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Pyrolysis Technology - An Introduction.

November 11, 2009 by admin

General -

EPi  - Environmental Power International Ltd.

EPi - Electronic Introductory Brochure (UK) - Low Resolution.pdf
Data Sheet 1 - Gas - Low Resolution.pdf
Data Sheet 2 - Carbon Char - Low Resolution.pdf
Data Sheet 4 - Energy - Low Resolution.pdf 
Data Sheet 5 - Environmental Information - Low Resolution.pdf
Data Sheet 6 - Terra Preta - Low Resolution.pdf
Data Sheet 7 - Regulatory and Planning - Low Resolution.pdf
Data Sheet 8 - What is Pyrolysis - Low Resolution.pdf
Data Sheet 9 - What Materials Can We Process - Low Resolution.pdf

  Mark Collins-Thomas, Director EPi Pyrolysis (second from left)
introducing the Pyrolysis Process at the DIT Conference

Agrichar: Carbon-negative Biofuel and Charcoal that Restores Soil Fertility
The video clip at the bottom of the Agri-Char page is worth a visit.

Further Information taken from

Visit to EPi Pyrolysis,  8 September 2009
The Committee visited a test site in Mitcham.
"  Present: Murad Qureshi AM – Chair, Environment Committee
Darren Johnson AM - Deputy Chair, Environment Committee
Mike Tuffrey AM – Environment Committee
Gareth Bacon AM – Environment Committee
Alison Marcroft – Research and Support Officer, Labour group      
Stephen Greek – Research and Support Officer, Conservative group
Lisa-Jane Moor - Media Officer
Katy Shaw – Committee Team Leader
Mark Collins-Thomas, Director EPi Pyrolysis
Leon Mekitarian – Managing Director, Vertal


Pyrolysis is the application of heat to waste material in order to convert the hydrocarbon content of the waste into a high calorific value gas. The processes takes mixed waste which is shredded and following the removal of metals, glass and drying it is fed into the processor unit, where it is heated to very high temperatures (over circa 1,000 degrees centigrade) in an oxygen-free atmosphere. The conditions cause an accelerated decomposition of the organic material in the waste and lead it to release most of its energy in the form of a highly combustible gas. Pyrolysis / Gasification plants are often associated with the production of heavy oils and tars which condense out in the gas stream as it is cooled. EPi’s technology uniquely changes the process characteristics in order to convert the energy in the oil into even more gas, thereby increasing the opportunity for energy recovery still further. The gas is then cleaned to produce a high quality fuel gas ready for use in gas engines or to produce renewable electricity. Surplus heat from the gas engine can be used for combined heat and power. The long-term plan at Mitcham is to sell heat to other units (such as a 24 hour bakery) on the estate.

Any remaining energy is left behind as a carbon rich char - a coal-like substance, which can be burnt as fuel (like coal) or used in road building. The char could also be used as a soil conditioner and it was hoped that it would qualify for carbon credits. EPi was in discussions with the Forestry Commission about using the char to clean up contaminated land.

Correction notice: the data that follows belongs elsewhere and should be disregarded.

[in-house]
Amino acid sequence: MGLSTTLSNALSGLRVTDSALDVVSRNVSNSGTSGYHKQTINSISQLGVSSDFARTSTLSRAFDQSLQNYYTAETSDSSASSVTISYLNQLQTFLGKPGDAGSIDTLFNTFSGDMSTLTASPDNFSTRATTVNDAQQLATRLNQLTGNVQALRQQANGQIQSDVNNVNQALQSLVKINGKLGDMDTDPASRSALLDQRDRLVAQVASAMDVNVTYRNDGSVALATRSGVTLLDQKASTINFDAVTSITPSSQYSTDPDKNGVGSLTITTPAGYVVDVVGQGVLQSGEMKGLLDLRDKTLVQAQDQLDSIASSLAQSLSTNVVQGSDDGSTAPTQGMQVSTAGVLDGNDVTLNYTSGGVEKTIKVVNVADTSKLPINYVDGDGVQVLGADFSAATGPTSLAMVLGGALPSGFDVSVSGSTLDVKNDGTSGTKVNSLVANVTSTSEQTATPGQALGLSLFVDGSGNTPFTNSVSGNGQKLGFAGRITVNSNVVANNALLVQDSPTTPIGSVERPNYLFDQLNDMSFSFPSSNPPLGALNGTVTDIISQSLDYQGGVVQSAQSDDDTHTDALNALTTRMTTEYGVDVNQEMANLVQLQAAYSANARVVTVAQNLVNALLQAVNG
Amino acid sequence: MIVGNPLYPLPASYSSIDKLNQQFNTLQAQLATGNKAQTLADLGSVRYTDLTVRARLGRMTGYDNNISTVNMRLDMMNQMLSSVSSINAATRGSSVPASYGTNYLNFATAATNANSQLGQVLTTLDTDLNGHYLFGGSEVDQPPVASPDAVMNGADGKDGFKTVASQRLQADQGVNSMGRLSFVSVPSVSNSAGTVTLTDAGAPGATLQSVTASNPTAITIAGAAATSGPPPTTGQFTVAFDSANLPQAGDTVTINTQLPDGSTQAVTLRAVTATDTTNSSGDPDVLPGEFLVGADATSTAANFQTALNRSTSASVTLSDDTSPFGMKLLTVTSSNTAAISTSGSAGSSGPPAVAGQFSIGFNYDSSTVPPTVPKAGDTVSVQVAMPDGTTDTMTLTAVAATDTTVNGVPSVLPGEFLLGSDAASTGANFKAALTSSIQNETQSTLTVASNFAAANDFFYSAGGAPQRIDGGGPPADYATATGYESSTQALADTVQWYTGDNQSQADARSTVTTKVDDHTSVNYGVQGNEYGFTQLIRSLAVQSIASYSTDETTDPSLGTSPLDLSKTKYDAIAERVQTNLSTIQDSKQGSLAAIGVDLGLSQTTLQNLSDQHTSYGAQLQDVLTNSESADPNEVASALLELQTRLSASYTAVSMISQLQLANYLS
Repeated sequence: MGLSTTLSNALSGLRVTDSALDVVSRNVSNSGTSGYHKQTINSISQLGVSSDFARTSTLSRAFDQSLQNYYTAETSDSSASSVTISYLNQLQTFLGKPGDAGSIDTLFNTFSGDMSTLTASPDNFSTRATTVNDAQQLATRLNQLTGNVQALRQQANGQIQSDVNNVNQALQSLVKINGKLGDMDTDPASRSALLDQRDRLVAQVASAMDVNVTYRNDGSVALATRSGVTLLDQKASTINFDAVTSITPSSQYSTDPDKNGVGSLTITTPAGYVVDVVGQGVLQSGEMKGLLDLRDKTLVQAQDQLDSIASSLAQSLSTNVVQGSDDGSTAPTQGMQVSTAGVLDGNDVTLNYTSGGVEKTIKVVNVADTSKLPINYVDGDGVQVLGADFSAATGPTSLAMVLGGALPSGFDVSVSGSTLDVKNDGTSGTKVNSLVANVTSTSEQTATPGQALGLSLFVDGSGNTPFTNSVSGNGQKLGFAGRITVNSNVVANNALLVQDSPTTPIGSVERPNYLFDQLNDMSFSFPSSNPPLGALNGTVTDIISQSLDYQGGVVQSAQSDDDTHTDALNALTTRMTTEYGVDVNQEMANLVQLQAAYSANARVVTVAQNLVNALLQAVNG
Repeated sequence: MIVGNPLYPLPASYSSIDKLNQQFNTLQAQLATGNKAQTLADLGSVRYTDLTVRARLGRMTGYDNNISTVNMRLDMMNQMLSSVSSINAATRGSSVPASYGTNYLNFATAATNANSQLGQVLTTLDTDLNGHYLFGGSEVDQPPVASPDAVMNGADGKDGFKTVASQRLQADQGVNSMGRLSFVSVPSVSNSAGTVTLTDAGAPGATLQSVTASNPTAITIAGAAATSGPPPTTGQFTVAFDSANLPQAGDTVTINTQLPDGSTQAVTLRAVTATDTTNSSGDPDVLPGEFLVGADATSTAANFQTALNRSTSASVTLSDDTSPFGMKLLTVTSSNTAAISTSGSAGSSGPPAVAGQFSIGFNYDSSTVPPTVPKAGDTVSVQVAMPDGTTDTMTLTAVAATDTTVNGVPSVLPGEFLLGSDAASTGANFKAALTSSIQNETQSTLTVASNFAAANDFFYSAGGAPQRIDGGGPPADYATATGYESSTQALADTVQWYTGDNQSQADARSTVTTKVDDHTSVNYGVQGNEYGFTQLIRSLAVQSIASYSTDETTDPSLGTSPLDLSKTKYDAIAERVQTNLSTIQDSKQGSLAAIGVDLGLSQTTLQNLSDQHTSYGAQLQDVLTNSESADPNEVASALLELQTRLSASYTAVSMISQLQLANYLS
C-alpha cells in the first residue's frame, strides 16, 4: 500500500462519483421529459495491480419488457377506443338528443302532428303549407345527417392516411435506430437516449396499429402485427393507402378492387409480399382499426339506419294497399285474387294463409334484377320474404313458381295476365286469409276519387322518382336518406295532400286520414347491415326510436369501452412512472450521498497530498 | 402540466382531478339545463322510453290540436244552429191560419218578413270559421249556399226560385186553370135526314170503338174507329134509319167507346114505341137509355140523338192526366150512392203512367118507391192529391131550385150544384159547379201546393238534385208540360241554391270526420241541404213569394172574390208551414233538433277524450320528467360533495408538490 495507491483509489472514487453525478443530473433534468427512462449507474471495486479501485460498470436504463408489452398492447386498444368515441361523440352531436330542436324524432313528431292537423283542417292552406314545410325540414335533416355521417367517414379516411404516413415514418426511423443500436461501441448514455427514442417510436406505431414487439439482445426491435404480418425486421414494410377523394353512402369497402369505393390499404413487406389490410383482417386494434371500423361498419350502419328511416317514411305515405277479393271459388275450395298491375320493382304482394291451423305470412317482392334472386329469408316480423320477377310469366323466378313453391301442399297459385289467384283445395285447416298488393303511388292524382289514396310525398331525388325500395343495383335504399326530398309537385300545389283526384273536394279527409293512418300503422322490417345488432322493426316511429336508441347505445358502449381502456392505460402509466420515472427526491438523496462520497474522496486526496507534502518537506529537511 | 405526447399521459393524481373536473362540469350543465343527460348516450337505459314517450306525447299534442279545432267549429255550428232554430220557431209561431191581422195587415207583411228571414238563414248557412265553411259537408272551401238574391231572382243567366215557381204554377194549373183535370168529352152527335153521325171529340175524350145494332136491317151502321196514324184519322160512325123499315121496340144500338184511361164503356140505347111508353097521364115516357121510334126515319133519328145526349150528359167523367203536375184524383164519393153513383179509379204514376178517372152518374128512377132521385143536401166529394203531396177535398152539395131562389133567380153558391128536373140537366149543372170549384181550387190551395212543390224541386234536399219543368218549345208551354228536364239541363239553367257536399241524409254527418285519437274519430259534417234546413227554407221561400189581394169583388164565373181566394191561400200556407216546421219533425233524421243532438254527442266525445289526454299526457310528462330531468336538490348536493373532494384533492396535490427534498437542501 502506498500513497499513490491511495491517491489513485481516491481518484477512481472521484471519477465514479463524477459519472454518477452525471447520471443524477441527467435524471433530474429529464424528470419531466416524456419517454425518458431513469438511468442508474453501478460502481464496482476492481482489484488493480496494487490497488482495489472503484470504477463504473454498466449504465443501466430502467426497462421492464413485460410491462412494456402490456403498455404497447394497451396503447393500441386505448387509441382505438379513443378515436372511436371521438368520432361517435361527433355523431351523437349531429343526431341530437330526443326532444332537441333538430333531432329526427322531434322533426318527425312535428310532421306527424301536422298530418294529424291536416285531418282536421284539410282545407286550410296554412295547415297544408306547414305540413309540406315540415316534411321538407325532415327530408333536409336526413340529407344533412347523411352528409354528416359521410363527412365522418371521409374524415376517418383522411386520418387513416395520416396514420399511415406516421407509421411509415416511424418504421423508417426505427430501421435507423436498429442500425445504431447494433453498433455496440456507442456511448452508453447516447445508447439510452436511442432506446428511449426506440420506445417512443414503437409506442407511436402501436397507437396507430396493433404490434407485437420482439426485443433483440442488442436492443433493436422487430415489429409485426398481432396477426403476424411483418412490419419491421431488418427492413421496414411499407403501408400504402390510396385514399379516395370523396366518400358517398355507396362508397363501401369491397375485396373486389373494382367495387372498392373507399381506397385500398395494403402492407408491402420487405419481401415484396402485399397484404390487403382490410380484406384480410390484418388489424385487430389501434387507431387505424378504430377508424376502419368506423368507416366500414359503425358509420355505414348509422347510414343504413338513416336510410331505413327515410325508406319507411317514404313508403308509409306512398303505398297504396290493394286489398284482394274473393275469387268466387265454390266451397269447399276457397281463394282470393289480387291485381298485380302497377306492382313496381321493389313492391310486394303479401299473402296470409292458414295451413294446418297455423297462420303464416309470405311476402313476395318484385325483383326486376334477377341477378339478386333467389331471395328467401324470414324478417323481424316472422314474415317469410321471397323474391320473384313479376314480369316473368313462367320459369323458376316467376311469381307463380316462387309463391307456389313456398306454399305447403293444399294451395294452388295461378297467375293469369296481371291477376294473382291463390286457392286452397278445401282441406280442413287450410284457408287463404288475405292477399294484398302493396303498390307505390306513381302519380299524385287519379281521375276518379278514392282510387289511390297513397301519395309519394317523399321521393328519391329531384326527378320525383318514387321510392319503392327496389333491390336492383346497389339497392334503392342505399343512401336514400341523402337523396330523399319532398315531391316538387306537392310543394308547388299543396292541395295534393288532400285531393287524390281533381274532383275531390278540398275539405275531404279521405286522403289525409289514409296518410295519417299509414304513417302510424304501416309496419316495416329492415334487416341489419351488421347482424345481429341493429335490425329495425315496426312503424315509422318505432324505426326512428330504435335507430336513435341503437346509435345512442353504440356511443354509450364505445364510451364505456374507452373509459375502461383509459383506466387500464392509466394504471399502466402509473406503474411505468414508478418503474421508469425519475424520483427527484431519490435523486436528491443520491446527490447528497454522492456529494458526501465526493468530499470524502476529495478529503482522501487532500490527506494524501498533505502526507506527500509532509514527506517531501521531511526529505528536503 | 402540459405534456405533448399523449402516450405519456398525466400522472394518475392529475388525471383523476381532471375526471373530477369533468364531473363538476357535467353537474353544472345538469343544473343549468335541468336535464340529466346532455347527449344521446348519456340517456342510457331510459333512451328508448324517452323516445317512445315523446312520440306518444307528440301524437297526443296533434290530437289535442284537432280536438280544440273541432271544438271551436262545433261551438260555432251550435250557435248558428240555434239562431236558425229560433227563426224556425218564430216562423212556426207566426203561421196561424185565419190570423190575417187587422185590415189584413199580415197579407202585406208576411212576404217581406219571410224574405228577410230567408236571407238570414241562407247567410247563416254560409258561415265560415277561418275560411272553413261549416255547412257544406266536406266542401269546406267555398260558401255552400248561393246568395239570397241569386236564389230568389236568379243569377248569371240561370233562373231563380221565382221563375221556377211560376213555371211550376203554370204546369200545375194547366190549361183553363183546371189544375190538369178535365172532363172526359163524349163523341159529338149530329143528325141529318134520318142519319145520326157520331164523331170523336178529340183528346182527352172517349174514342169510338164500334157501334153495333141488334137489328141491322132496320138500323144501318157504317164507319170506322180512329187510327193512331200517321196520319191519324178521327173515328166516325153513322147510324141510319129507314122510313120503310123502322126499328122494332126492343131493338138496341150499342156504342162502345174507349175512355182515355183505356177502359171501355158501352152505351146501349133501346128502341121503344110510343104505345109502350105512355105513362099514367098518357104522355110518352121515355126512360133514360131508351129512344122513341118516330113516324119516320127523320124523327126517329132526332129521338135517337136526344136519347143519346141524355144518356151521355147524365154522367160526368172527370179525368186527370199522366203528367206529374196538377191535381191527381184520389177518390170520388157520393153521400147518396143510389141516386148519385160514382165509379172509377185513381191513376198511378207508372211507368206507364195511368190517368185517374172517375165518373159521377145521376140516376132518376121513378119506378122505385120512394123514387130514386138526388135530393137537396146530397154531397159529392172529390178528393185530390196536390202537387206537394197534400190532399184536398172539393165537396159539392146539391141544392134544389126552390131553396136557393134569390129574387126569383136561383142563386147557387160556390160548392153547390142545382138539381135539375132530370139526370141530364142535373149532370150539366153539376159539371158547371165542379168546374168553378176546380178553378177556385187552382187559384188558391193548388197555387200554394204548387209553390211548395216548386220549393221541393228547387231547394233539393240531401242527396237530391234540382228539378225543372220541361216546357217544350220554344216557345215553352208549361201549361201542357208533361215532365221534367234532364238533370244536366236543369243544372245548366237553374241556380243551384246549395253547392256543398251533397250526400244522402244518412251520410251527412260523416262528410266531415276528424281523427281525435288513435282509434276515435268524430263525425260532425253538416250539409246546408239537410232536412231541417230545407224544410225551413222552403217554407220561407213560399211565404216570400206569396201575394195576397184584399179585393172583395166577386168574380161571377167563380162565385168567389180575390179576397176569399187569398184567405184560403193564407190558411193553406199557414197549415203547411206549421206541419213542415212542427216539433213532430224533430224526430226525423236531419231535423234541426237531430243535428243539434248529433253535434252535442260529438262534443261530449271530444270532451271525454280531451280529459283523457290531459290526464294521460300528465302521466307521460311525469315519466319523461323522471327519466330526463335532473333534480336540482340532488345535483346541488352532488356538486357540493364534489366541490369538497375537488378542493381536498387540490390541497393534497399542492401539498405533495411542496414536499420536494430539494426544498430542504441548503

As the waste is not burnt, more energy is captured than the incineration process, there are no harmful emissions and there is no smoke to be released through a flue. The process is odourless and virtually noiseless. The plant was smaller than a gasification facility and was more efficient and there were no emissions.

EPi is currently looking to establish a series of small modular pyrolysis units, each to operate on a different material stream, at various locations outside London.

The Committee visited a test site in Mitcham which is on an industrial estate. The site has a single processor unit, which can process 8,000 tonnes a year, and is expecting to expand this by four additional units to process 40,000 tonnes per year (which was the average waste requirement for a typical country town). This would produce enough electricity to power an estimated 7,000-10,000 homes. This size of plant would require around 12,500 sq ft of covered space and a smaller version would be developed for use near to public buildings such as sports centres.

As the units were small it was not envisaged that the company would become locked into long local authority contracts. At the moment the Mitcham plant took local waste including construction waste from a local transfer station.

The nature of the operation meant that recent planning applications for 40,000 tonne plants had been approved in 12 weeks. Some boroughs had indicated that the application would probably be considered under delegated powers.

EPi’s technology has a number of unique characteristics, which enable the regulatory authorities to take slightly different approach from that which is generally applied to other processes. The current regulatory position for EPi, is that permitting is regulated by the Local Authority Environmental Health Department. This approach restores control to the Local Authority and the communities they serve."

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